Does open-mindedness and catholicity become so vast that you allow violence against yourself? And allow yourself to lose your own aims and values ? Do you grow so vast that you become a colourless, featureless neutrality and fall prey to an attack at the very foundations of your spiritual life? (extract)
Spirituality, Religion, Fundamentalism
In the 28th February , 2012 issue of the HINDU, the trustees of the Sri Aurobindo Ashram have defended their “non-action” against Peter Heehs, the author of The Lives of Sri Aurobindo which denigrates Sri Aurobindo in various ways. That the book has passages laudatory of the sage is irrelevant because the author has been an inmate of the Ashram for the last forty years, enjoying all its facilities and privileges. His misdeeds and malafide intentions have been documented on this website in detail. It may be mentioned that denigration of the Guru by a shishya or an inmate of the Ashram is a totally different issue as compared with the criticism of Sri Aurobindo by an outsider, living outside the Ashram and not dependent on the Ashram resources in any way. In the latter case, freedom of speech may be claimed and his contentious comments can be countered by arguments and debate.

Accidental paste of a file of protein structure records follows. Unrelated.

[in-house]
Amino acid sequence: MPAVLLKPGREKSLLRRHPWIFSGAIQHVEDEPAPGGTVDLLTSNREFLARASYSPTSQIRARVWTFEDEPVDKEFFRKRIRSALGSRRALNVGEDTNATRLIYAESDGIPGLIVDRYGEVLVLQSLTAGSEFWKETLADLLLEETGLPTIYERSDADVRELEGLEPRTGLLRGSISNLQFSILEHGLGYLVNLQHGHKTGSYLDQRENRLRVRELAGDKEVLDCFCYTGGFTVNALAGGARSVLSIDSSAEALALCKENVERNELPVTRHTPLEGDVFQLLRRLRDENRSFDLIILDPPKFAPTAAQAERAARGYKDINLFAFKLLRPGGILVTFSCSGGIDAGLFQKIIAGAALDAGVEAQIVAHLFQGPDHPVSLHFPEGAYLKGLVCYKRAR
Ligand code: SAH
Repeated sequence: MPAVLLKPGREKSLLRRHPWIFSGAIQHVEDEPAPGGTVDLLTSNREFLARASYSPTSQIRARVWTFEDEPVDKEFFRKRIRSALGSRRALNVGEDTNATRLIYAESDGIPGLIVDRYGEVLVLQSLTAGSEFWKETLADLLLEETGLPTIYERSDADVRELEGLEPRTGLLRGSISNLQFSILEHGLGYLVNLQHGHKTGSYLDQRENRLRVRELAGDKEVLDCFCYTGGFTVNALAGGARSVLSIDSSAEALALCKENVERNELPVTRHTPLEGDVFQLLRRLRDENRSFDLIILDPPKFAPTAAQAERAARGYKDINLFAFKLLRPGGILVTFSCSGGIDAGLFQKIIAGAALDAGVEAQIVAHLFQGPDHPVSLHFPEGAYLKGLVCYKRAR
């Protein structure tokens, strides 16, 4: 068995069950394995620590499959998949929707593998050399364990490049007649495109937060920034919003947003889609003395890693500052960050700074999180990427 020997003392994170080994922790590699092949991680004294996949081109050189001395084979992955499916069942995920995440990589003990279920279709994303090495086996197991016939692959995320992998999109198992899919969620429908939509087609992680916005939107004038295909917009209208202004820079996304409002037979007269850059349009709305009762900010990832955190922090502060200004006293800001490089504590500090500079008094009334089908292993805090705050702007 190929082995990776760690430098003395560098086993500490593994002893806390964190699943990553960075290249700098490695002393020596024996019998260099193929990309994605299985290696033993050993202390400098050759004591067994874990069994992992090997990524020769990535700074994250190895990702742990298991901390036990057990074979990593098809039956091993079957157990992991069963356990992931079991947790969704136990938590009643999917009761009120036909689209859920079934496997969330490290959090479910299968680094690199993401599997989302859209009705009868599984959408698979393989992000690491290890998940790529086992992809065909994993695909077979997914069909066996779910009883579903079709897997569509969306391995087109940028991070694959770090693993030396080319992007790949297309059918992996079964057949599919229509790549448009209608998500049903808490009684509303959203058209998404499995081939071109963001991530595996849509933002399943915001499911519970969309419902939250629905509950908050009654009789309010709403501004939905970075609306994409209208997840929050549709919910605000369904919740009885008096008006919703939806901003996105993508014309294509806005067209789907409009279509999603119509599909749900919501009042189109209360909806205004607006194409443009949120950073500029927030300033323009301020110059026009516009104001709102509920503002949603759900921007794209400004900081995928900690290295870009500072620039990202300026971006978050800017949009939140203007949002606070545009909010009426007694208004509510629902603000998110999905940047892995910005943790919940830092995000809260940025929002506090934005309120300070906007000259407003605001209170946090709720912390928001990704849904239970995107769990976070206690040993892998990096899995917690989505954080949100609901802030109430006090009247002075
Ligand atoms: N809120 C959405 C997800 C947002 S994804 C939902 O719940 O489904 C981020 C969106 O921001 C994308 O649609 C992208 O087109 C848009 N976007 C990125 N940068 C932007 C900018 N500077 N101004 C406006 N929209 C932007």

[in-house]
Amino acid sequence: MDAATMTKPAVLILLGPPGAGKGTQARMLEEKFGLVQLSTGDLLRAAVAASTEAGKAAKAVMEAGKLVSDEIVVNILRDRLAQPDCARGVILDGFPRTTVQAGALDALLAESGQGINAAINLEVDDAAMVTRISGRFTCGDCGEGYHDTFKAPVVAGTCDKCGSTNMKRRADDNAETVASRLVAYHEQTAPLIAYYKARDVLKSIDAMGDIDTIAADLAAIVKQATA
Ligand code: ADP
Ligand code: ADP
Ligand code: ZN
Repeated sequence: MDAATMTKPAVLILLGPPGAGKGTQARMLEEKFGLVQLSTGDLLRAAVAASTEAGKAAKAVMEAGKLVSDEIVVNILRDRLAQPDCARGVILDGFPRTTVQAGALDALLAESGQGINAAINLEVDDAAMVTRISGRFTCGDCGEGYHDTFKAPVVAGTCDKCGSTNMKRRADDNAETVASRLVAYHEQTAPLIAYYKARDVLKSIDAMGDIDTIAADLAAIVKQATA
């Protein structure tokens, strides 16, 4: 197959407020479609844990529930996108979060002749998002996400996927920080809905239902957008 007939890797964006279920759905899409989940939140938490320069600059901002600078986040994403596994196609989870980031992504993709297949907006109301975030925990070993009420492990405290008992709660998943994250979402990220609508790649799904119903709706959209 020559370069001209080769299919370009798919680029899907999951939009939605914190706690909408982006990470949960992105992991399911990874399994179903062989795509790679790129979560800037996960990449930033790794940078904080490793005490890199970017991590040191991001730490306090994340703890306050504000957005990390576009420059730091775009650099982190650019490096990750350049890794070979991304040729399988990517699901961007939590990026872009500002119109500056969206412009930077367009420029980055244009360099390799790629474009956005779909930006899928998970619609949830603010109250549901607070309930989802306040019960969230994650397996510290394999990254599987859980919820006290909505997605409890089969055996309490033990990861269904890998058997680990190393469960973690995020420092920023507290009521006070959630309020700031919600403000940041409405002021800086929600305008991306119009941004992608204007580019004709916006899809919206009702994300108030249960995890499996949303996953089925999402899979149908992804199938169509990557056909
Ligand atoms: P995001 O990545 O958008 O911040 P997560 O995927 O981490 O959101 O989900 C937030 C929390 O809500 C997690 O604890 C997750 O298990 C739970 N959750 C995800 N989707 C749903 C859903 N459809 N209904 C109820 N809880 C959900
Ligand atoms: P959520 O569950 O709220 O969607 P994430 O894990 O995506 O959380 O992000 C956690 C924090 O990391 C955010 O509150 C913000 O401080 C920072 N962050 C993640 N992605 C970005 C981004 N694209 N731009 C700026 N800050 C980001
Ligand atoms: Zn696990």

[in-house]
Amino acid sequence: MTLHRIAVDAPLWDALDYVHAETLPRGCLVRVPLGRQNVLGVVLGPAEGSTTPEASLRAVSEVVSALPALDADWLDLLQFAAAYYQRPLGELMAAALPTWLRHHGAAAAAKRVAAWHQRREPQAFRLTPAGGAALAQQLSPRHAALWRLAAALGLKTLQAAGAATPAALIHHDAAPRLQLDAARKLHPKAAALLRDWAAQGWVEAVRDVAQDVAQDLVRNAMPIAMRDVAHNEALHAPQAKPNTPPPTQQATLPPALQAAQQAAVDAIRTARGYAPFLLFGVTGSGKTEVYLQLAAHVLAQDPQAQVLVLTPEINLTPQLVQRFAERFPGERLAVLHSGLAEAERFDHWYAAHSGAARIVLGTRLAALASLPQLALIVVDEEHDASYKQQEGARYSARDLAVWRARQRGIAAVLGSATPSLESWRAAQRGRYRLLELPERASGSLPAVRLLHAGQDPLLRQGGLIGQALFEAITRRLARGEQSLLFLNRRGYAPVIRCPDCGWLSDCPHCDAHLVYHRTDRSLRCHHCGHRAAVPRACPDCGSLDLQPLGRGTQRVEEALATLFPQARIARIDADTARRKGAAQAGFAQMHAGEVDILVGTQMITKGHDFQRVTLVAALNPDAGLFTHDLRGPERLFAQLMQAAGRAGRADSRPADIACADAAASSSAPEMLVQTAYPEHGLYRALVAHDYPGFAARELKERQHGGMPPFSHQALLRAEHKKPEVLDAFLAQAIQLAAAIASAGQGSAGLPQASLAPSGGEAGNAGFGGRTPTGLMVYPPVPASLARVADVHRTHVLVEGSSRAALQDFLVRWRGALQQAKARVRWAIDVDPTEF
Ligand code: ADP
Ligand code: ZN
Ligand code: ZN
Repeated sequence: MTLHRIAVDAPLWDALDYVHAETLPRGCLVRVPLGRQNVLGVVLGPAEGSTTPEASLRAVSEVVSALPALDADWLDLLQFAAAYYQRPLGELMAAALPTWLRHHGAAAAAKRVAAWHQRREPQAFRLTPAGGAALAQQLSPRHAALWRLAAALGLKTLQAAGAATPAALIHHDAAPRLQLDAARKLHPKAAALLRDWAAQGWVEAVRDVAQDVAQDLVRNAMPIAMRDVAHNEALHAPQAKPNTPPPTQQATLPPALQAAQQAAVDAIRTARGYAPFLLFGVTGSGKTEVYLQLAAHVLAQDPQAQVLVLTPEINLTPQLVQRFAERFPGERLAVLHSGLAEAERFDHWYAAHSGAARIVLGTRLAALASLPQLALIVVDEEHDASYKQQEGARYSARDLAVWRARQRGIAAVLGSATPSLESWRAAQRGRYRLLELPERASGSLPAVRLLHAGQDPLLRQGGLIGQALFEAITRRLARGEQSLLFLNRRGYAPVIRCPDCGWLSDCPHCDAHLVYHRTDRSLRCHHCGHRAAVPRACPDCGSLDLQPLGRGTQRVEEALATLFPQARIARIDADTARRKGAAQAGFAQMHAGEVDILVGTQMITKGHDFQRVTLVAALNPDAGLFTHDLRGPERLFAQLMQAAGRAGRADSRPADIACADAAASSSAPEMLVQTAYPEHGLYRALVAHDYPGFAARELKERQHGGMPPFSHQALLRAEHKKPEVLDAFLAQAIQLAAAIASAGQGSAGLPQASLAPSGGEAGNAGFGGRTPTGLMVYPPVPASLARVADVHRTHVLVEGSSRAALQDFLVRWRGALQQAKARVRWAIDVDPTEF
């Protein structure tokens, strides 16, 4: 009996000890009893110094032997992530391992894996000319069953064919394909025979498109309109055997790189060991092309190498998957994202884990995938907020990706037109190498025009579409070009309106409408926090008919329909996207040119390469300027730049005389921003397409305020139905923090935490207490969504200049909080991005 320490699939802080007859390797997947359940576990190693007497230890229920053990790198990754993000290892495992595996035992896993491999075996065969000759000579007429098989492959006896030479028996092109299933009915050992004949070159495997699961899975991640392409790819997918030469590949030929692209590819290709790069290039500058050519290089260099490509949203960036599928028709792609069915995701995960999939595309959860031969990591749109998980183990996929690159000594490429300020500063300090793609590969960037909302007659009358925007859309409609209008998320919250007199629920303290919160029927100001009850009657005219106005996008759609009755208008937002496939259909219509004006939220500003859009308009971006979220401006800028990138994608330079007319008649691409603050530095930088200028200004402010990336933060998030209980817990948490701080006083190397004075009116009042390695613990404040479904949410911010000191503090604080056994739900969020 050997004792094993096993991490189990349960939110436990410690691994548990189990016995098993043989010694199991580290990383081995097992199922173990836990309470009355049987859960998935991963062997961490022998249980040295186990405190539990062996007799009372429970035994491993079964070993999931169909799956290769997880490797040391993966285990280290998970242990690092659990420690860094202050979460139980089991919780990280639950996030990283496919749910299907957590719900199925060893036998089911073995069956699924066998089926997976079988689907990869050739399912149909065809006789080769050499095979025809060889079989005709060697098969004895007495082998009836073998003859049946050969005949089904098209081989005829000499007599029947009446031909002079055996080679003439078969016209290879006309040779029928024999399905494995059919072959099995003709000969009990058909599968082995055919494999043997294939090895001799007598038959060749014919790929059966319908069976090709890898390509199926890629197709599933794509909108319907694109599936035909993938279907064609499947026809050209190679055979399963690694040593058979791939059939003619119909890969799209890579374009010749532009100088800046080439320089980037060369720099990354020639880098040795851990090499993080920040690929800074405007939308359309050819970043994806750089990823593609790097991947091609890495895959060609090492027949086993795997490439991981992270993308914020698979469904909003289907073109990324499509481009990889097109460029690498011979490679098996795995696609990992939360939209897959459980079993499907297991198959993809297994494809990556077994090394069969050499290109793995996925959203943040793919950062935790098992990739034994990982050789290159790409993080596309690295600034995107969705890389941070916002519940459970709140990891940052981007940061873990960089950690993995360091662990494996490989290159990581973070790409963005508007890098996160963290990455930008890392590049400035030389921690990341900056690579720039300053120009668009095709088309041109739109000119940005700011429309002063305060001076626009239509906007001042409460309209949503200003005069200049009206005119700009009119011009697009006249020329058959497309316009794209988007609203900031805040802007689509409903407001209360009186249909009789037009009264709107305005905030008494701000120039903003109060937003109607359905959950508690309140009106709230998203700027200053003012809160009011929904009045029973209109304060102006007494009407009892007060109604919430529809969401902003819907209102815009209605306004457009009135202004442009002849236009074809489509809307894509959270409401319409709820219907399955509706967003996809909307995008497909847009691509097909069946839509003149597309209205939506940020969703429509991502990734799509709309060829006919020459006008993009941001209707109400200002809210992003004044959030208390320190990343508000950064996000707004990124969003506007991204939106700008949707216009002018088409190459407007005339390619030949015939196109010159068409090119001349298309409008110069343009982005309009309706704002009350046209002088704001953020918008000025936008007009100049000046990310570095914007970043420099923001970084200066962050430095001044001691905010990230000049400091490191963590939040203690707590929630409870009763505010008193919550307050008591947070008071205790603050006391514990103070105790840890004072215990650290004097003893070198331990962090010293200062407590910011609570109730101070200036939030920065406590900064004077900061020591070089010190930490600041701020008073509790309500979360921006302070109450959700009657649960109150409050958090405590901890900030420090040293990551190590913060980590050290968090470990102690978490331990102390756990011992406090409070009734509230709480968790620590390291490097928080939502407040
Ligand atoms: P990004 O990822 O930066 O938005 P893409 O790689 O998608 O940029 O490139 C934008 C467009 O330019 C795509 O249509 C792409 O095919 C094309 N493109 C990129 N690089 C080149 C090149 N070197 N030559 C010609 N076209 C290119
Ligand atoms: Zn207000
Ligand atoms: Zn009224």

But the question to be examined now is the reason for the support and active help of the trustees of the Sri Aurobindo Ashram to Peter Heehs. Why are they giving this support to Peter Heehs and not standing up in defence of Sri Aurobindo, the Guru of thousands all over the world and considered by most to be an incarnation of the Divine, an Avatar?
The argument that the Divine can never be insulted or hurt and He can look after Himself is most irrelevant. Everything is the Divine and the question is not whether the Divine can protect Himself. The issue is what the sadhak is doing. Is he aligning himself with the Divine forces or whether he is becoming, consciously or unconsciously, an agent of the wrong forces?
The trustees’ support, legal, financial and moral, is mysterious and inexplicable, suggesting strongly a secret reason for the same. But their inaction (or rather positive support) is based on several “reasons” which have been trotted out by them over the entire period of three years, since this controversy arose. They may be summed up as follows:
a) The Sri Aurobindo Ashram is a spiritual institution and not a religious organisation
b) “We” do not support “Fundamentalism” and “Bajrangdal–like” activities and intolerance.
c) We respect freedom of speech
d) We are taking a witness attitude, as advised by the Mother.
Let us examine each of these propositions and see whether they stand up to scrutiny.
Religion and Spirituality